B. CBS’s Motion to Strike the Complaint Pursuant to Code of Civil Procedure Section 425.16

1. Summary of CBS’s motion to strike and supporting evidence

On May 29, 2012, CBS filed a motion to strike Hunter’s complaint pursuant to Code of Civil Procedure section 425.16.[1] CBS contended that Hunter’s claims were based on its selection of on-air weather reporters and that such conduct qualified as protected activity within the meaning of section 425.16, subdivision (e). It further contended that Hunter could not make a prima facie showing that he had not been hired to fill the KCBS or KCAL weather anchor vacancies as a result of his gender or age.

In support of its motion, CBS submitted a declaration from Scott Diener, who was the Vice President and News Director of KCBS and KCAL. Diener’s declaration stated that the “duopoly” of KCBS and KCAL [collectively “the duopoly”] made-up the “nation’s largest local television news operation.” According to Diener, the “number one reason why people watch[ed] the local news” was to obtain information about the weather. As a result, the duopoly’s weather anchors were “local celebrities” who had a significant effect on newscast ratings.

Diener, whose duties included “recruiting and hiring... staff members, ” explained that selecting on-air news personnel, and the weather anchor in particular, was “one of the most critical decisions in putting together a news team. The anchor must not only be knowledgeable and reliable with respect to the weather forecasts, but also must be a personality whom people want to invite into their home on a daily basis. The weather anchor has to inspire confidence and trust while being likeable and inviting to the public.”

Diener stated that when making a hiring decision for an on-air position, he normally reviewed “the individual’s resume and demo reel.” If Diener believed the individual was sufficiently talented, he would then “interview them and have them audition, ” which would include a “mock weather segment.” Diener asserted that the three primary qualifications he considered when evaluating “an on-air [weather] position” were: (1) meteorology background and experience; (2) on air presence; and (3) chemistry with other members of the news team.

Diener explained that, shortly after he became the duopoly’s news director in January of 2010, he received an email from Hunter stating that he would like to be “considered for any available weather anchor positions – even fill-in work.” Diener reviewed Hunter’s “demo reel” and “did not believe he had the talent, skill or on-air presence to be an on air weather broadcaster in the Los Angeles market.” Diener also felt that Hunter’s presentation was not “polished” and that his “on-air persona was hokey and over the top.” Over the next two months, Hunter continued to send Diener numerous emails “with requests for employment, brochures, links to his demo reels [and] invitations to lunch and dinner.”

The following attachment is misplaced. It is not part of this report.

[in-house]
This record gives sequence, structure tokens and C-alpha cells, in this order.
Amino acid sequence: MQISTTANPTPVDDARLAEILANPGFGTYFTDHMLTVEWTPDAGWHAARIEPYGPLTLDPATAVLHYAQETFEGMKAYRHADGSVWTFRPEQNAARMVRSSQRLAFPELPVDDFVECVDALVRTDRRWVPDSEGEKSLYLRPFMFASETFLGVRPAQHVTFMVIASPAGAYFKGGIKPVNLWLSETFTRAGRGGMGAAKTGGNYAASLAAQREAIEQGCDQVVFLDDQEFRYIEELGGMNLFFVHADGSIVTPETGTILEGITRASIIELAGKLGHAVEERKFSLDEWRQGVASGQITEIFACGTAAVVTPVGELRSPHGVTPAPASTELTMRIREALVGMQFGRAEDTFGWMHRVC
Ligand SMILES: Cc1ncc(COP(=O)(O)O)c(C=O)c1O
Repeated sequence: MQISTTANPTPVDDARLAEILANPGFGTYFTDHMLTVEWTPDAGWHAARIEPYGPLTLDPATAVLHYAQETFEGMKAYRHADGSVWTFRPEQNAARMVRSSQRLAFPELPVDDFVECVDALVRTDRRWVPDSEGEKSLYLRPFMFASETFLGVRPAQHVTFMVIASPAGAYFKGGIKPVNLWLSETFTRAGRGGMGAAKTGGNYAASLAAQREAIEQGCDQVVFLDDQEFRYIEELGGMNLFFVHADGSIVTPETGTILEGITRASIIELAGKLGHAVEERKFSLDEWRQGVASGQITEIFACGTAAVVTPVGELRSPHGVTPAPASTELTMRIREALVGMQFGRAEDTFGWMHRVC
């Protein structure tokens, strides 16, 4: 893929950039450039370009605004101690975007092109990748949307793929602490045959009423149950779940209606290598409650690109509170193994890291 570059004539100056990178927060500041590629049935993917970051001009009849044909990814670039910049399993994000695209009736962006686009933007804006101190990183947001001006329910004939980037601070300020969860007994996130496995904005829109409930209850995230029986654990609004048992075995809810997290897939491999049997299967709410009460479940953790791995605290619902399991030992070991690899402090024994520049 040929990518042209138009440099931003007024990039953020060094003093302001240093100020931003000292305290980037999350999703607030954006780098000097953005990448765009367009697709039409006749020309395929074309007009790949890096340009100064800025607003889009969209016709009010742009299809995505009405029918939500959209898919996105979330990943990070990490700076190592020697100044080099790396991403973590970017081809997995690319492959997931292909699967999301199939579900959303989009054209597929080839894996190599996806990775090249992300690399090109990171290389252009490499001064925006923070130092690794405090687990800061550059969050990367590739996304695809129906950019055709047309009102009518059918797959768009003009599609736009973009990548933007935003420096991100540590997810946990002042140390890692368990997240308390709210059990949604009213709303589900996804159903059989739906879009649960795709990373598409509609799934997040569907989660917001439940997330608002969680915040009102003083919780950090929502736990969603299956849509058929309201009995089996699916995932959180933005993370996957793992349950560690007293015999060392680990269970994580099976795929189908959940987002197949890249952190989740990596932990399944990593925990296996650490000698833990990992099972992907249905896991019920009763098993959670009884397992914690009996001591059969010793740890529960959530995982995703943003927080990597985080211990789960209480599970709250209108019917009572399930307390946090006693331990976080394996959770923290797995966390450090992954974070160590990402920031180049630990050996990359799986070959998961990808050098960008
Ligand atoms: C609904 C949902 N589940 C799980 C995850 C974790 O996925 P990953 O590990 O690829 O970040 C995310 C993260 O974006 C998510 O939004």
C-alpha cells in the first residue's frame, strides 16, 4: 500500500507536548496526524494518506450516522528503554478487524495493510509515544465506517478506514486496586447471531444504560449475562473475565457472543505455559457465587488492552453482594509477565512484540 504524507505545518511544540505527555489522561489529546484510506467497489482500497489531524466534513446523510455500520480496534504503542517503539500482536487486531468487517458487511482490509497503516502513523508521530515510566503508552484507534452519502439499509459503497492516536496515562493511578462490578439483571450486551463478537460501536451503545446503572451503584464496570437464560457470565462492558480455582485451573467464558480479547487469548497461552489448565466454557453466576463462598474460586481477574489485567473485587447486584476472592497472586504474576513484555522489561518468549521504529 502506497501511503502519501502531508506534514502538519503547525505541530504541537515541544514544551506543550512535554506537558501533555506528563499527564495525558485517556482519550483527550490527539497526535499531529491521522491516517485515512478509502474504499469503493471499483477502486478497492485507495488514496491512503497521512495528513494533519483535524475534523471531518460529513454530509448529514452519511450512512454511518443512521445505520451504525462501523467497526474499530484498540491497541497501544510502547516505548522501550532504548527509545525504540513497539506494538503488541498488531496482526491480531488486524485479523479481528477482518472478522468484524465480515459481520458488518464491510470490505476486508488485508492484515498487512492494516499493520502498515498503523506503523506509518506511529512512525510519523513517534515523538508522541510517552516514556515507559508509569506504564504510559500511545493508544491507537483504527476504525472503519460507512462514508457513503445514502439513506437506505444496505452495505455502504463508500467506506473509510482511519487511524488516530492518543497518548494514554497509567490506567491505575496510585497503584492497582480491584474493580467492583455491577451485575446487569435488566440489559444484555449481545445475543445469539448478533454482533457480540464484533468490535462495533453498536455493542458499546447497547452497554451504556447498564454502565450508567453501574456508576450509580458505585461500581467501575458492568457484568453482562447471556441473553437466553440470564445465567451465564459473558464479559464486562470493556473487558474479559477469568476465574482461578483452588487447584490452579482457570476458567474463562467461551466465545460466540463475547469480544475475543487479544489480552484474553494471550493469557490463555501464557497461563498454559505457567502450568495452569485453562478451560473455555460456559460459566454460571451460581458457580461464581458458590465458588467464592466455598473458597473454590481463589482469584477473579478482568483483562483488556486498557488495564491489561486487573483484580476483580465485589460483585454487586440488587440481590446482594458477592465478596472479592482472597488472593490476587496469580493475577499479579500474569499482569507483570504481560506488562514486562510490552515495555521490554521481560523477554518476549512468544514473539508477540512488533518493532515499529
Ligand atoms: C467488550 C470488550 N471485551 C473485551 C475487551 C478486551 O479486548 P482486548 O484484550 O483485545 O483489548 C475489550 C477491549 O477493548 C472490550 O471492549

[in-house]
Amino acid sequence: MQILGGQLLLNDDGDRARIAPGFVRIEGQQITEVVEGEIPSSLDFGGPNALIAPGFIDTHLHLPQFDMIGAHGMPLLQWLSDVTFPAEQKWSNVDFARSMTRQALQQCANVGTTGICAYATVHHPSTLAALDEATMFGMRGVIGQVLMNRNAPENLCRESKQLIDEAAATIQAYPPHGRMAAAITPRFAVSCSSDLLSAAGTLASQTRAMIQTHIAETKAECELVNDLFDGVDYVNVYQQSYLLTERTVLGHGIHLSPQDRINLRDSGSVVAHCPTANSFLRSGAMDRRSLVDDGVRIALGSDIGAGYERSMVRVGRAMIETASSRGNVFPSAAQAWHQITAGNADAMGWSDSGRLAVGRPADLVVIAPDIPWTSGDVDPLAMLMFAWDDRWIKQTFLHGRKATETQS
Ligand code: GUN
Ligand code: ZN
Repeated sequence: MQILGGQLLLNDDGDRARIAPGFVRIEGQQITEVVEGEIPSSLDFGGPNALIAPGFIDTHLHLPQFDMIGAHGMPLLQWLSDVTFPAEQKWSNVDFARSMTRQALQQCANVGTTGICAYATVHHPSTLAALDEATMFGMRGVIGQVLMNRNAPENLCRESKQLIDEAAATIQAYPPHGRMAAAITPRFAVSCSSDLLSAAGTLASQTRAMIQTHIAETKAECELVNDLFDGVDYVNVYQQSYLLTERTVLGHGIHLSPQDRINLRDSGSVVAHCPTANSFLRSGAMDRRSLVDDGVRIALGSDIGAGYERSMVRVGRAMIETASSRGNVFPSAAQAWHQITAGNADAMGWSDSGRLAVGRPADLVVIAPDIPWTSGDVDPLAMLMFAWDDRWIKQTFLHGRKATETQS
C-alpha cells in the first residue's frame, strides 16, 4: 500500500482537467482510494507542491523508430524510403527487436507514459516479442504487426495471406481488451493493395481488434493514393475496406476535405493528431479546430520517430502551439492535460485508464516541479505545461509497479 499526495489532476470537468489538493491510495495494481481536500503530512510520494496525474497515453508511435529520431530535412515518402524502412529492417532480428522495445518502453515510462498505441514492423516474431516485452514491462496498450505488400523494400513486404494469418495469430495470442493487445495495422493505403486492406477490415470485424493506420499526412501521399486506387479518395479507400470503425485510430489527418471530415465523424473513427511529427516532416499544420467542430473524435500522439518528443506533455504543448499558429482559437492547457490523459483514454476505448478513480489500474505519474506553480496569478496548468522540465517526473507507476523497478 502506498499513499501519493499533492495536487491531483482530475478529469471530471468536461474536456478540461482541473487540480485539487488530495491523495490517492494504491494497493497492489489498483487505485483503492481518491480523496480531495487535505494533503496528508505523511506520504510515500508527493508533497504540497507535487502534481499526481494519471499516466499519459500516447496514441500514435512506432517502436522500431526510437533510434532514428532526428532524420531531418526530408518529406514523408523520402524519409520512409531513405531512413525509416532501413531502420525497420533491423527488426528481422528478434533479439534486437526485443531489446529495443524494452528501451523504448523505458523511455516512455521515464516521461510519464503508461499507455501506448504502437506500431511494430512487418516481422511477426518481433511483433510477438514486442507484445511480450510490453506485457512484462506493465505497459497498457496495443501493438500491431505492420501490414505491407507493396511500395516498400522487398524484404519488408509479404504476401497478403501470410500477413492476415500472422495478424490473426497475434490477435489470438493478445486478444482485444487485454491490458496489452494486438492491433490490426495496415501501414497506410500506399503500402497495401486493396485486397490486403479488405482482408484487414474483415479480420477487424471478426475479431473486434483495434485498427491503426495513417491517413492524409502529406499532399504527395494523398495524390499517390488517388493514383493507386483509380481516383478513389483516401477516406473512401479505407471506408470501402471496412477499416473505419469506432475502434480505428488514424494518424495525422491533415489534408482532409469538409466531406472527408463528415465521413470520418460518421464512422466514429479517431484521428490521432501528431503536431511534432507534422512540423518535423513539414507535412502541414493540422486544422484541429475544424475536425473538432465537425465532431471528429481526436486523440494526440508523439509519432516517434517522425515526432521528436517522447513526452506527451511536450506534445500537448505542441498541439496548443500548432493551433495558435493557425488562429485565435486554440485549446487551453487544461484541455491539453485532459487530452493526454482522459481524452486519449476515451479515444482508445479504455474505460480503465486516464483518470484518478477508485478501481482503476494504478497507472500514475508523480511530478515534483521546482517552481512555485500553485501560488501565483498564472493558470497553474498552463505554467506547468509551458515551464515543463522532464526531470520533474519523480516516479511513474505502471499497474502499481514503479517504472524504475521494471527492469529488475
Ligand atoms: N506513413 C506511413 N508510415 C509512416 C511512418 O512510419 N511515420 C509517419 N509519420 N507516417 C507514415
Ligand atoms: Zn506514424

Diener also explained why the duopoly had selected Johnson and Taft to serve as its two prime time weather anchors. According to Diener, he had chosen Johnson to fill Johnny Mountain’s vacated position at KCBS based on her six years of experience as the prime time weather anchor at KCAL. After promoting Johnson to KCBS, the duopoly began searching for a candidate to fill Johnson’s vacancy at KCAL. Diener received dozens of submissions for the opening, which he narrowed to eight candidates consisting of five men and three women. Hunter was not considered. The two finalists were Evelyn Taft, a female under the age of 40, and Jim Castillo, a male over the age of 40. Taft had a degree in broadcast journalism from the University of Southern California and had previously worked as a weather anchor in Santa Maria and Salinas, California. ...